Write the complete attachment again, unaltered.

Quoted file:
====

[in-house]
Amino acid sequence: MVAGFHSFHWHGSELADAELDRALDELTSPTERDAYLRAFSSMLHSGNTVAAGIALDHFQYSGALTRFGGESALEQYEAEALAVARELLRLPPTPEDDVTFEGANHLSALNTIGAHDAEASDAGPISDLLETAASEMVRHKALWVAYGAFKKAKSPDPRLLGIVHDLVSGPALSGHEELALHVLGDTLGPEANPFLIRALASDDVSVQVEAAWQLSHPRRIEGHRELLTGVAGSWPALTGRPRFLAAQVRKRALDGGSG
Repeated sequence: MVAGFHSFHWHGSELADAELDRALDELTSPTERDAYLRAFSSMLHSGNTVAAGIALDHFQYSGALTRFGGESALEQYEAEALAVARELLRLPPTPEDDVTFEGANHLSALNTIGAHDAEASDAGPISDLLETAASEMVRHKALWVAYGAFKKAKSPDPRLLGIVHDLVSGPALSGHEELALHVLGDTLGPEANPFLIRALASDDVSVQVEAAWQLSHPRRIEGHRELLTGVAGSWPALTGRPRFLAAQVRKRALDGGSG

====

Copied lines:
[in-house]
Amino acid sequence: MVAGFHSFHWHGSELADAELDRALDELTSPTERDAYLRAFSSMLHSGNTVAAGIALDHFQYSGALTRFGGESALEQYEAEALAVARELLRLPPTPEDDVTFEGANHLSALNTIGAHDAEASDAGPISDLLETAASEMVRHKALWVAYGAFKKAKSPDPRLLGIVHDLVSGPALSGHEELALHVLGDTLGPEANPFLIRALASDDVSVQVEAAWQLSHPRRIEGHRELLTGVAGSWPALTGRPRFLAAQVRKRALDGGSG
Repeated sequence: MVAGFHSFHWHGSELADAELDRALDELTSPTERDAYLRAFSSMLHSGNTVAAGIALDHFQYSGALTRFGGESALEQYEAEALAVARELLRLPPTPEDDVTFEGANHLSALNTIGAHDAEASDAGPISDLLETAASEMVRHKALWVAYGAFKKAKSPDPRLLGIVHDLVSGPALSGHEELALHVLGDTLGPEANPFLIRALASDDVSVQVEAAWQLSHPRRIEGHRELLTGVAGSWPALTGRPRFLAAQVRKRALDGGSG